“Inexcusable” is what Gov. Arnold Schwarzenegger recently called the lack of federal funds to improve the state’s system of flood control. In late February on a trip to Washington, he had asked for $56 million for emergency repairs on 24 levee sites eroded by rising river waters in Central and Northern California.
Following heavy rains in March and April, Schwarzenegger had declared a state of emergency in counties along the San Joaquin River in the central part of the state. People there scrambled to evacuate before a flood surge was forecast to arrive.
They dodged the flood bullet as state funds slated for future upgrades to the levee system were diverted to emergency labor. Workers placed tarps and sand bags on levee sites, watching 24/7 for breaks.
The governor’s recent news-conference rhetoric referenced the federal failure to protect people from the floods and storms of Hurricane Katrina in New Orleans and the Gulf Coast. The specter of this awful disaster was as a potential sign of things to come in Central and Northern California, he added.
And who could argue? Obviously, flood prevention is the best medication.
The governor promised to make his case for federal funding for flood protection to President George W. Bush during their meeting a week after Good Friday in California. Yet again, the Bush administration rejected Schwarzenegger’s request for emergency funds.
Despite the evidence, there are no grounds for declaring an emergency, with no new federal funds for flood prevention measures offered, according to the White House. Confused?
Consider this; the $56 million the governor sought is 0.002% of the projected 2006 federal budget. Perhaps the real reason for the administration rejecting Schwarzenegger’s plea can be found in deficit hawk thinking.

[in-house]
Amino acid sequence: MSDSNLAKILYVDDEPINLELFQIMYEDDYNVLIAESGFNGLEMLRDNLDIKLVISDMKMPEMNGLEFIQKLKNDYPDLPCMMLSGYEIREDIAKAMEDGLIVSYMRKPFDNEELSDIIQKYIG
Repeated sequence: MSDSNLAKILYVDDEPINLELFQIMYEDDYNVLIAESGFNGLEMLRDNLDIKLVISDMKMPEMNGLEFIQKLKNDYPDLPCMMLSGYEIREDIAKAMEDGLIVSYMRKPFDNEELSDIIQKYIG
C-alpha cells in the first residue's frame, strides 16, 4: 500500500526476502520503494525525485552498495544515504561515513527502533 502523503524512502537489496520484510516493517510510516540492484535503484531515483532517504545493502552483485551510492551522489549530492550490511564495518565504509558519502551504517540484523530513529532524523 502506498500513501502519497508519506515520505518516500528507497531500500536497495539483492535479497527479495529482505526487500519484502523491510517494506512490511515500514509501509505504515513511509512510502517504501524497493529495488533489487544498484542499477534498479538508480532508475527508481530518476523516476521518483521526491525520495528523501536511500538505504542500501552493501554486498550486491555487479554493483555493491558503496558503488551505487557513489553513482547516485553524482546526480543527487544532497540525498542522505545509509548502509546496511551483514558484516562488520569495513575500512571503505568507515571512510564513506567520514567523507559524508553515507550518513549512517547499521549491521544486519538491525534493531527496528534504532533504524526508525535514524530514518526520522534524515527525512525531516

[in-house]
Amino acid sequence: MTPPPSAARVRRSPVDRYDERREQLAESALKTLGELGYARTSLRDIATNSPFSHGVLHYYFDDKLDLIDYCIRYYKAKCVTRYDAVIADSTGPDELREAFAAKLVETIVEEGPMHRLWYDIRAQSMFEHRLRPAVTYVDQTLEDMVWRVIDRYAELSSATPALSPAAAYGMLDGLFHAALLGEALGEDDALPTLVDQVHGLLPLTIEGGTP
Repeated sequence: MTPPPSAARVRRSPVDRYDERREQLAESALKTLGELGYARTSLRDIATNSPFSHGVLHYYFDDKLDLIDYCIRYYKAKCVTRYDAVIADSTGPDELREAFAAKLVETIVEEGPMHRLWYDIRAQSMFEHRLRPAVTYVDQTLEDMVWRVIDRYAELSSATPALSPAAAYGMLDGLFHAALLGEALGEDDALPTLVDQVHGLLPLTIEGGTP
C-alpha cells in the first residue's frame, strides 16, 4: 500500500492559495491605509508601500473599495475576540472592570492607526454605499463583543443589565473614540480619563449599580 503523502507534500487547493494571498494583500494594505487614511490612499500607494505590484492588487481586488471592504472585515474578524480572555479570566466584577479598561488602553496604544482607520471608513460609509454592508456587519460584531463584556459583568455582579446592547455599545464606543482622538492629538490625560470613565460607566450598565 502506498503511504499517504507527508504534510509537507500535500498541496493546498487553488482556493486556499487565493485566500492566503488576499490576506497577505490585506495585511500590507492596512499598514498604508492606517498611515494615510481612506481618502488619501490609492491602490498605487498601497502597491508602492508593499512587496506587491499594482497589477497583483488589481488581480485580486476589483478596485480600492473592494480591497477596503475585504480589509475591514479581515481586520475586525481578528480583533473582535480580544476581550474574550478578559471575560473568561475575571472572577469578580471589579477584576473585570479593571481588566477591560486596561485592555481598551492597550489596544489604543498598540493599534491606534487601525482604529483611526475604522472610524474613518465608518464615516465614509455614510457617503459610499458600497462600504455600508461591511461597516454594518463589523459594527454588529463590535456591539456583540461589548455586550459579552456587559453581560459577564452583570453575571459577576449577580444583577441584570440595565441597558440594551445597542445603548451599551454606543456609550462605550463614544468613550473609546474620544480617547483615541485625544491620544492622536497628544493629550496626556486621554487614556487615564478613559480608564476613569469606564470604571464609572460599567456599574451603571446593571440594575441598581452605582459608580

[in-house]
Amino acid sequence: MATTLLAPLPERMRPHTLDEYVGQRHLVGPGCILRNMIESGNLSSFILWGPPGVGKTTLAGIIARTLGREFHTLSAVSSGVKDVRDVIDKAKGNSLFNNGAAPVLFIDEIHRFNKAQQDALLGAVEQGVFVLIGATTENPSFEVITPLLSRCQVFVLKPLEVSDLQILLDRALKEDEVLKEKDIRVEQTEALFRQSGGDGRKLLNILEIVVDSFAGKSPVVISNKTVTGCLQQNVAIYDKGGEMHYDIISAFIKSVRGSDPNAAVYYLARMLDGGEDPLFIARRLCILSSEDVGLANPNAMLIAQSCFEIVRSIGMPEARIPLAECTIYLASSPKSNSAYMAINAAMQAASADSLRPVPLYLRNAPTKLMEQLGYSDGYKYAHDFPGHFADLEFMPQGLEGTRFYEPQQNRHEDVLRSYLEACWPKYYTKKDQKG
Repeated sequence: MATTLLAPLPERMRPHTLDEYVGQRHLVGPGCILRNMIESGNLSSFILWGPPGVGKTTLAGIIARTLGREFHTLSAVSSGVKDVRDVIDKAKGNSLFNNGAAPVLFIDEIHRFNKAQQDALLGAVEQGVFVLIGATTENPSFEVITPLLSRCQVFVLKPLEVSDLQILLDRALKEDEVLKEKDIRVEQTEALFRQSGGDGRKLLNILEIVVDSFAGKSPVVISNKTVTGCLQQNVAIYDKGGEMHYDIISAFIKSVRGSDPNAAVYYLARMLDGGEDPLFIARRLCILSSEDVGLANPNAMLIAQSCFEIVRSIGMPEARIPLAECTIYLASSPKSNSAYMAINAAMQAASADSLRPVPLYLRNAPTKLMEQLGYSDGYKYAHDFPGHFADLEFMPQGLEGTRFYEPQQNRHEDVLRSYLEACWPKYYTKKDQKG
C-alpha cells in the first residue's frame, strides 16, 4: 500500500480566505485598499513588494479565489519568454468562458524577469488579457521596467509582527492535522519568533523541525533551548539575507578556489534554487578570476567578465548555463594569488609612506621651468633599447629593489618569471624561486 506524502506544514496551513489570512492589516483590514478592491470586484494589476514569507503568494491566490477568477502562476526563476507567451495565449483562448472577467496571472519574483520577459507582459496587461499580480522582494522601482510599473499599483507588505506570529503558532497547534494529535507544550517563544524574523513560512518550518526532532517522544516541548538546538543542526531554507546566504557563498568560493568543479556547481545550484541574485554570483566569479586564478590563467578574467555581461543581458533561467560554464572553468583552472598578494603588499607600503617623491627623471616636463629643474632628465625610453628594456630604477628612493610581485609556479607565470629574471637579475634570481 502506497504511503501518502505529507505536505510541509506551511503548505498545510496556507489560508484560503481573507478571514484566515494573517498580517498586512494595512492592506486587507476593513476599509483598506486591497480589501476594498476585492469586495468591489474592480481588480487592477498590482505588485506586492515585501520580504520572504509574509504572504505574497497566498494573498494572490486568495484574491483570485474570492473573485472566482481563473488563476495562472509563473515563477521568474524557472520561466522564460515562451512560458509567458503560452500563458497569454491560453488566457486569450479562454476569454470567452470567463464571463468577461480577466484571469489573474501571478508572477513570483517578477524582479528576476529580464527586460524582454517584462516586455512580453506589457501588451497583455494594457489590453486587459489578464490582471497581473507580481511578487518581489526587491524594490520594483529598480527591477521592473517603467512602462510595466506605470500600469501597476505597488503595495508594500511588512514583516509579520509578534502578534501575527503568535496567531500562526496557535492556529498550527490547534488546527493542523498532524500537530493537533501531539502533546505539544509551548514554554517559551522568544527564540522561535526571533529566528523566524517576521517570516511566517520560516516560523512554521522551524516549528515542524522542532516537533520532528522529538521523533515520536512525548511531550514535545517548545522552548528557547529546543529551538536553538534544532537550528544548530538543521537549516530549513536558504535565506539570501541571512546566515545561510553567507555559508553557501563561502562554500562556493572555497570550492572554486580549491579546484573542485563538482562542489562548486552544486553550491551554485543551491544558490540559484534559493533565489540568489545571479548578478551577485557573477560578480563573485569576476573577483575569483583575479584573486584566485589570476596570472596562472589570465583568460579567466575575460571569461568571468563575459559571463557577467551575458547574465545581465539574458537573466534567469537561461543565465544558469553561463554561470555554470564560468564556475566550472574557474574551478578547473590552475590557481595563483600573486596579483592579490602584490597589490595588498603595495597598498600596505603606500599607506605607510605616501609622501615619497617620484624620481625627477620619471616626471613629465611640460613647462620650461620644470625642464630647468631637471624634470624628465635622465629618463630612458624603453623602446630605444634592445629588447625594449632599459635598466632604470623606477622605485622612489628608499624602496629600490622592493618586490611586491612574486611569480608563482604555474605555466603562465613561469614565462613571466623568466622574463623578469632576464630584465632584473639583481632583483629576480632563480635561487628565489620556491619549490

What? For a deficit hawk, government borrowing crowds out other, more productive capital investments, while increasing the cost of borrowed money.
Yet growth of the federal budget under President Bush has not caused interest rates to skyrocket. In fact, low interest rates have been an economic stimulus, with the home building and mortgage refinancing booms two examples.
In California and nationwide, people are taking advantage of low interest rates to borrow on their homes, harvesting new cash that, of course, must be repaid in the future. Businesses have welcomed the increased buying power of these homeowners.
A deficit hawk that roosts in the minds of some officials on 1600 Pennsylvania Ave. may be challenged to explain this trend of low interest rates with a high federal budget deficit. That is, if reporters ask such a question.
Back in California, tens of thousands of people live in floodplains behind weak levees, some more than 100 years old. Contrast such real facts with a deficit hawk’s theory that the federal government is acting with fiscal prudence by failing to provide California with emergency funds to upgrade its weak levees.
Seth Sandronsky is a member of Sacramento Area Peace Action and a co-editor of Because People Matter, Sacramento's progressive paper. He can be reached at firstname.lastname@example.org.
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